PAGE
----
The hard links, those that have the iNode number 657024, are unchanged and the number of hard links shown for each has not changed. The newly created symlink has a different iNode, number 658270. The soft link named link3.file.txt points to link2.file.txt. Use the cat command to display the contents of link3.file.txt. The file mode information for the symlink starts with an “l” which indicates that this file is actually a symbolic link.
The size of the symlink link3.file.txt is only 14 bytes in the example above. That is the size of the text “link3.file.txt -> link2.file.txt” which is the actual content of the directory entry. The directory entry link3.file.txt does not point to an iNode, it points to another directory entry which makes it useful for creating links that span file system boundaries. So let’s create that link we tried before from the /tmp directory.
[dboth@david temp]$ ln -s /home/dboth/temp/link2.file.txt /tmp/link3.file.txt ; ls -l /tmp/link* lrwxrwxrwx 1 dboth dboth 31 Jun 14 21:53 /tmp/link3.file.txt -> /home/dboth/temp/link2.file.txt
There are some considerations that you should take into account when you delete links or the files to which they point. First, let’s delete the link main.file.txt. Remember that every directory entry that points to an iNode is simply a hard link.
[dboth@david temp]$ rm main.file.txt ; ls -li total 8 657024 -rw-rw-r-- 3 dboth dboth 1157 Jun 14 14:14 link1.file.txt 657024 -rw-rw-r-- 3 dboth dboth 1157 Jun 14 14:14 link2.file.txt 658270 lrwxrwxrwx 1 dboth dboth 14 Jun 14 15:21 link3.file.txt -> link2.file.txt 657863 -rw-rw-r-- 1 dboth dboth 0 Jun 14 08:18 unlinked.file
The link main.file.txt was the first link created when the file was created. Deleting it now still leaves the original file and its data on the hard drive along with all of the remaining hard links. In order to delete the file and its data it would be necessary to delete all of the remaining hard links.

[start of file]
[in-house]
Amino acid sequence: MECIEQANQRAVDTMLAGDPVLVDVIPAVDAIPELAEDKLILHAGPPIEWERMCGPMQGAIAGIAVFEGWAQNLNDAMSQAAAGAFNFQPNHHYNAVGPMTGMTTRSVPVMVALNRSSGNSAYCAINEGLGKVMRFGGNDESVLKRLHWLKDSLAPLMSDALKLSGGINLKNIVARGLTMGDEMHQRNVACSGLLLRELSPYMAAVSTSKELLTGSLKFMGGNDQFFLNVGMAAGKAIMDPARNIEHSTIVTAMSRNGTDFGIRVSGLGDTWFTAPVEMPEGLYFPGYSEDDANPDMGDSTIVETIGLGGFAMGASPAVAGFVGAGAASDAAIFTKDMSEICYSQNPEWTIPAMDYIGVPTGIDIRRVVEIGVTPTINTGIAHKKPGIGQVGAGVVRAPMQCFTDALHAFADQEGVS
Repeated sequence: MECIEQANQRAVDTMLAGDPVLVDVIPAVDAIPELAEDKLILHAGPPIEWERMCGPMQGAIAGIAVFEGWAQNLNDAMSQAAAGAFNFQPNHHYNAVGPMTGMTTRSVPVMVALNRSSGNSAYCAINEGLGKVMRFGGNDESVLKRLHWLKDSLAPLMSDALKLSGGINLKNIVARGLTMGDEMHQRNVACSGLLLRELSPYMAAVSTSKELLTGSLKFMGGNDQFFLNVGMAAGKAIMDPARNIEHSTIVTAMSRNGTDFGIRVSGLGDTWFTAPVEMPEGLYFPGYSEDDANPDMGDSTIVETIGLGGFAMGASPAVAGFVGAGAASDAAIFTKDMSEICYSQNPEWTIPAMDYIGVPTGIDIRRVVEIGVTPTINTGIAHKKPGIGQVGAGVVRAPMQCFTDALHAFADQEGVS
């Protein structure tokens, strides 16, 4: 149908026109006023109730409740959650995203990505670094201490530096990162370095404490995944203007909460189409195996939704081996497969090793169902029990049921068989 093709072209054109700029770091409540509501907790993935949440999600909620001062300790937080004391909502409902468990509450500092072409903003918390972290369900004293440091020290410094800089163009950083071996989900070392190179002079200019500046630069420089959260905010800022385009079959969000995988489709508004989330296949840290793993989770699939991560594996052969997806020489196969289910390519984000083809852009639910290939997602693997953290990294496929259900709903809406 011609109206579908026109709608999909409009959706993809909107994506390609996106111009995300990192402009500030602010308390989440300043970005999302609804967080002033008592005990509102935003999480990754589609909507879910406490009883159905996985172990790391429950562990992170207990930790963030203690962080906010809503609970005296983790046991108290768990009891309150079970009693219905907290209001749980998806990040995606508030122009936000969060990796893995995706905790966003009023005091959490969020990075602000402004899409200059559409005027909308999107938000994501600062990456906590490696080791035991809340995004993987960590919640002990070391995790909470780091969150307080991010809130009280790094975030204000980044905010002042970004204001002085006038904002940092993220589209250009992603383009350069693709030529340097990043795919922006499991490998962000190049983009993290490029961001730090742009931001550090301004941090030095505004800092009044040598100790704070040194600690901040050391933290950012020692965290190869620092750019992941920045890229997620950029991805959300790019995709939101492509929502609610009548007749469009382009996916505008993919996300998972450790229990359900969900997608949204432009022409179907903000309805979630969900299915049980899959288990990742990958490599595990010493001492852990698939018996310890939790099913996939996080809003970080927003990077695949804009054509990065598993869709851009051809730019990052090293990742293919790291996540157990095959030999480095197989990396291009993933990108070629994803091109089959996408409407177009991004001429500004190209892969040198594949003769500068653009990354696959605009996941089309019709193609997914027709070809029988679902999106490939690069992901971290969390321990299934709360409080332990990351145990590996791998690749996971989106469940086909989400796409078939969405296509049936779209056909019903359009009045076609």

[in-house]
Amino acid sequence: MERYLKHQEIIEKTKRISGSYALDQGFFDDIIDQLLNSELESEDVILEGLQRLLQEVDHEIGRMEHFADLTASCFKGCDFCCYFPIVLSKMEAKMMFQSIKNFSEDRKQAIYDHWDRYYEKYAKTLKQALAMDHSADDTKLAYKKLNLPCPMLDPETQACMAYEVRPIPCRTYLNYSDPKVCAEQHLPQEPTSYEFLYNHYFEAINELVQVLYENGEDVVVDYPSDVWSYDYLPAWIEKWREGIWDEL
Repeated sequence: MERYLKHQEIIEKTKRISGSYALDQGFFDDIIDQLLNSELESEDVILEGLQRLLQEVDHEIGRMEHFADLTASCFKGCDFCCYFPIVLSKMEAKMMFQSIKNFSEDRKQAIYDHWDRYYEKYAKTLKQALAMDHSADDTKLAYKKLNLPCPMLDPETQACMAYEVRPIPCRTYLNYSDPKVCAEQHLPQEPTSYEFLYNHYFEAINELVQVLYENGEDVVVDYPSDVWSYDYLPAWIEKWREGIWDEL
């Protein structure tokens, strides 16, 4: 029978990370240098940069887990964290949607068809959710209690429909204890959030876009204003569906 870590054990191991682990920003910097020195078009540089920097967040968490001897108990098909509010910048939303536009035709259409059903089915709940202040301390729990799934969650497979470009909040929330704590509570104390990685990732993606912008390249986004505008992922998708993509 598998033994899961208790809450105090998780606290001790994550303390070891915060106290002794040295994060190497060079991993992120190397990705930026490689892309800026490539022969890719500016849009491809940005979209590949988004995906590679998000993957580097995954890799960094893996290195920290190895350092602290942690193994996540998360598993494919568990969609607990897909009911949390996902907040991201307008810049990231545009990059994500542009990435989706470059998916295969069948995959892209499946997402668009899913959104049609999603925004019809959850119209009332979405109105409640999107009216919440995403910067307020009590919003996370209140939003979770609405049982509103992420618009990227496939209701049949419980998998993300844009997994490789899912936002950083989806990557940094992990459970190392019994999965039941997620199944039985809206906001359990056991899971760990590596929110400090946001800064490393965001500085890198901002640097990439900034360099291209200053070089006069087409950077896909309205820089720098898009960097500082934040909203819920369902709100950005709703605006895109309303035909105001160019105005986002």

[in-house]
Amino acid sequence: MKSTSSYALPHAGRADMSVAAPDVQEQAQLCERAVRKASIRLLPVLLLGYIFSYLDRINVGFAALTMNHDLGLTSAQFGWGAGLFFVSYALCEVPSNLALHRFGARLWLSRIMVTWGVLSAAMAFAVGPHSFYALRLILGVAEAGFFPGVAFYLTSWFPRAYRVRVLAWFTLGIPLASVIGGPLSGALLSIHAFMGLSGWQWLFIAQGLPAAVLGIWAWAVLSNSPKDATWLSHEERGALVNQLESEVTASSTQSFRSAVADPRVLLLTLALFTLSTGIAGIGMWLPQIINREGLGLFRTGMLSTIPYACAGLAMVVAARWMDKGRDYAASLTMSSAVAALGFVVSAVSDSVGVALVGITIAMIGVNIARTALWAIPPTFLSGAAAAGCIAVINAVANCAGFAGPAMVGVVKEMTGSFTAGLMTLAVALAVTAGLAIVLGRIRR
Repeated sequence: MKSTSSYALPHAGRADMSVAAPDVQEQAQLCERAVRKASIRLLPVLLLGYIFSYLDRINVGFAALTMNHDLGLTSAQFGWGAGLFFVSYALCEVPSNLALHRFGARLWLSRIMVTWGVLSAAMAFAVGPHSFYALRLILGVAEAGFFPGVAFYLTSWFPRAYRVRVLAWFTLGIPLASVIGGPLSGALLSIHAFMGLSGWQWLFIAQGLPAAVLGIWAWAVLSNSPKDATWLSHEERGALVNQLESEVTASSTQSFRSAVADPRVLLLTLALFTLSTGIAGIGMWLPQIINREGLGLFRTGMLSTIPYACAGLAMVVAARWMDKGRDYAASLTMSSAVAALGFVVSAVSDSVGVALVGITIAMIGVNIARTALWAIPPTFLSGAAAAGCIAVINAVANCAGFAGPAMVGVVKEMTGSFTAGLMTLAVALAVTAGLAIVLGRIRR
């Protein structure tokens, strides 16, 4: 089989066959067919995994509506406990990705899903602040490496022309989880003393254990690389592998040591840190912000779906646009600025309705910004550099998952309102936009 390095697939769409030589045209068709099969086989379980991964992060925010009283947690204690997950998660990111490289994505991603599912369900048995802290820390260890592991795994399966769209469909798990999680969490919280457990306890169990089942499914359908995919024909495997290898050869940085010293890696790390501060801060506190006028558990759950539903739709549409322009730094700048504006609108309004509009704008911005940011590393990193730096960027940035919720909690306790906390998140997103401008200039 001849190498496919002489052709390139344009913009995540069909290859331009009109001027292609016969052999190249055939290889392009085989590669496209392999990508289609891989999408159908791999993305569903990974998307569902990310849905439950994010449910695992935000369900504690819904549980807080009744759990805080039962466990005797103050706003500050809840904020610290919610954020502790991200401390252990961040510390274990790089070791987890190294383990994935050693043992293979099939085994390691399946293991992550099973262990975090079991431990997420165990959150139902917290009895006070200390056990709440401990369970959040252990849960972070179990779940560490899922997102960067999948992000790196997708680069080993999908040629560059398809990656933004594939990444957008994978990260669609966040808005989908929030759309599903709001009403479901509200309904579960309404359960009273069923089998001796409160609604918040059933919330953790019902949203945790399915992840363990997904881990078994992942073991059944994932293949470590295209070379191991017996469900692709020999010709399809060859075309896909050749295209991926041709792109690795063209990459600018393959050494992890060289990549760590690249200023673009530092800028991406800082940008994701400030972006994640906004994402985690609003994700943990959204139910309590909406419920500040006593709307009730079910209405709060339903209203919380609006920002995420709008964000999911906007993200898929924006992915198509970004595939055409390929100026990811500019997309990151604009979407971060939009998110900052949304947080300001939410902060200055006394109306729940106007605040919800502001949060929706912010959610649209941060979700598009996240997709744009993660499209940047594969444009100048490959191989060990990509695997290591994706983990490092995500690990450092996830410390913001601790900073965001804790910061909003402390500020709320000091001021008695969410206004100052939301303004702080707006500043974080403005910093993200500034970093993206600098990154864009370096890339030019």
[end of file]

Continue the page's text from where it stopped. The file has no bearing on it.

Now delete the link2.file.txt hard link.
[dboth@david temp]$ rm link2.file.txt ; ls -li total 8 657024 -rw-rw-r-- 3 dboth dboth 1157 Jun 14 14:14 link1.file.txt 658270 lrwxrwxrwx 1 dboth dboth 14 Jun 14 15:21 link3.file.txt -> link2.file.txt 657024 -rw-rw-r-- 3 dboth dboth 1157 Jun 14 14:14 main.file.txt 657863 -rw-rw-r-- 1 dboth dboth 0 Jun 14 08:18 unlinked.file
Notice what happens to the soft link. Deleting the hard link to which the soft link points leaves a broken link. On my system the broken link is highlighted in colors and the target hard link is flashing. If the broken link needs to be fixed, you can create another hard link in the same directory with the same name as the old one, so long not all of the hard links have been deleted. You could also recreate the link itself with the link maintaining the same name but pointing to one of the remaining hard links. Of course if the soft link is no longer needed it can be deleted with the rm command.
The unlink command can also be used to delete files and links. It is very simple and has no options as the rm command does. It does, however, more accurately reflect the underlying process of deletion in that it removes the link – the directory entry – to the file being deleted.
It took me a long time working with both types of links before I began to understand their capabilities and idiosyncrasies. It took writing a the lab project that is the predecessor to this one to fully appreciate how links work. The lab project in this article was one that I used in a Linux class I used to teach; I have simplified and shortened it a bit for this article.
I hope this speeds your learning curve.